Marriage Play

After thirty years of marriage, a man tells his wife that he is going to leave her. When she fails to respond to his outburst, he leaves the room. When he returns, he again declares that he is leaving her. When this attempt also proves unsuccessful he leaves the room, only to return and try for a third time to leave his wife. Thus begins Marriage Play, a look at the troubled marriage of Jack and Gillian. Through verbal and physical battles, the pair explore their life together and the institution of marriage.

Type: Short Play

Acts: Two

First Performance: 17 May 1987, Vienna’s English Theatre, Austria; 8 January 1992, Alley Theatre, Houston; 1 October 1993, Signature Theatre Company, New York

Plot Summary and Critical Analysis by Caitlin Filauro

Plot Summary

Marriage Play follows Jack and Gillian, a couple in their fifties, as they dissect their thirty years of marriage through reminiscing about their experiences of affection, passion, betrayal, and neglect. After Jack’s declaration that he is leaving Gillian, the couple fights both verbally and physically. Jack and Gillian, both witty and educated, go through a self-examination beyond just the downfall of their marriage, falling into an existential crisis. Marriage Play serves as a critical look at the definition of marriage and the overall purpose of our lives.

The play opens in a stereotypical suburban living room with Jack, a seemingly well-off business man, coming home from work and telling his wife Gillian that he is leaving her. Gillian does not take Jack’s declaration seriously. Jack, dissatisfied with her mocking response, leaves and comes back into the room three more times in an attempt to get the reaction he desires, only for Gillian to continue to dismiss his feelings, making Jack angry. Eventually, Jack collapses in a chair and Gillian reveals that the book she has been reading is a record she has kept of every time the couple has had sex. As she reads aloud from her “Book of Days,” as she titles it, Jack tells her that each of her entries are written in a style of different authors and poets throughout literary history, implying a lack of authenticity in her representation of their “coming together.” Gillian retorts she is unable to be herself around Jack and perhaps that is why her writing is reminiscent of other authors. The two argue back and forth, insulting and playing mind games with one another. Jack attempts to tell Gillian the moment when he realized he was dissatisfied with his life and needed a change. Gillian interrupts him, parodying his revelation at the office with a hilarious speech about how she also had a profound epiphany while working at the stove preparing dinner. Jack becomes furious and the couple engage in physical combat. They trip, claw, and strangle one another, even drawing blood. After the fight Jack and Gillian sit quiet and exhausted. They further reminiscence about their thirty years of marriage. Gillian claims that she has been the perfect wife to Jack even though she has never been enough for him. It is then revealed to the audience that Jack has had multiple affairs which were always accepted by both of them. Jack describes how in his youth he used to “glow,” but now that he is older it has been taken from him and he does not know how to handle it. Gillian then attempts to recount a time they spent in Venice, but Jack is unable to remember it, leading the audience to believe Gillian was there with another man. It is at this point in the play that Jack begins to realize the absurdity behind his existence. He claims that nothing means anything and that there is no point to love or marriage or life itself. The play ends with the couple accepting the fact that simply the act of “going on” is meaningless. Jack says once more that he is leaving, and they sit in silence as the lights go down.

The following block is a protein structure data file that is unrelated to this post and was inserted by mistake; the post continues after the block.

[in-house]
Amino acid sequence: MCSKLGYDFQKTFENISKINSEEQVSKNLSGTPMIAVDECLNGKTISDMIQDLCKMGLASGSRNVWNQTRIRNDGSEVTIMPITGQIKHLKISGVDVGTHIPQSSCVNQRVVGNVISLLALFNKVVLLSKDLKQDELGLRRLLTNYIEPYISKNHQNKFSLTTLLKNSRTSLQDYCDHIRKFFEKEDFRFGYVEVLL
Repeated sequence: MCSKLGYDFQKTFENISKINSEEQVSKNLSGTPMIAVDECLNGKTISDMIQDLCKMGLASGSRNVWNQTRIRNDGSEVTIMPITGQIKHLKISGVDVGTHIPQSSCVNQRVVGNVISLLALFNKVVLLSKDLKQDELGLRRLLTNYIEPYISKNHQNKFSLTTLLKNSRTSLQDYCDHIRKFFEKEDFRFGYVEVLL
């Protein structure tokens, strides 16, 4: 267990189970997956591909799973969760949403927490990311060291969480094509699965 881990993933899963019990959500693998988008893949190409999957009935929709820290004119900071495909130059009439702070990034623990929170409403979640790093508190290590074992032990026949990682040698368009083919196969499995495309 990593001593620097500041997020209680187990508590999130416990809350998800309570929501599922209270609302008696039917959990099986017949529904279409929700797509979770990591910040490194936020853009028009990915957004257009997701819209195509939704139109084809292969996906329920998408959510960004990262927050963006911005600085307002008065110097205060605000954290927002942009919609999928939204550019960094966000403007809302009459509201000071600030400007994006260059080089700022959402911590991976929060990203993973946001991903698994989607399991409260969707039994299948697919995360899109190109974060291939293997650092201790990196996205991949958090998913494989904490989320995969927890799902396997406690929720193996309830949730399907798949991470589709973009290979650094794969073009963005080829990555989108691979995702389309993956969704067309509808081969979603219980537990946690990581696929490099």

Critical Analysis

Edward Albee participated in all aspects of creating the first American production of Marriage Play at the Alley Theatre in Houston on January 8th, 1992. He served as an advisor, attended rehearsals, and made multiple cuts and additions to the script as the rehearsal process was underway. In an interview with Rakesh H. Solomon, Albee discusses his rationale behind the changes he made to the script and production of the play. Albee’s explanation for his modifications offer insight to his overall theatrical aesthetic and how the performance can alter the author’s original vision. One of the major changes Albee made to the play was the title. Originally, it was meant to be called The Old One-Two and then later News From the Front. Albee eventually chose Marriage Play because he felt it stressed the play’s ambiguous ending.[1] During early rehearsals, the dialogue in which Gillian and Jack discuss a garden was much longer but by opening night was cut down to only a few short lines. In the interview, Albee reveals the reason for the cut: a scene has only two functions, to reveal a character further or to advance the action. If a scene is unable to do both of these things, it allows room for the audience to become disengaged and keep the play static. Albee felt the garden speeches didn’t pass muster. The other major revision made during the rehearsal process was the inclusion of Jack and Gillian holding hands at the end of the play. In a previous production at Vienna’s English Theatre, the two characters had ended the play sitting apart from one another. Albee explains that the reason he included the hand holding is because it becomes the only part in the play where the characters are touching each other aside from violence and that it allows for the audience to question the fate of their marriage. He notes that Marriage Play could be titled “illness of a marriage” not “death of a marriage” and felt as though it was important not to leave the audience with a definite answer.[2]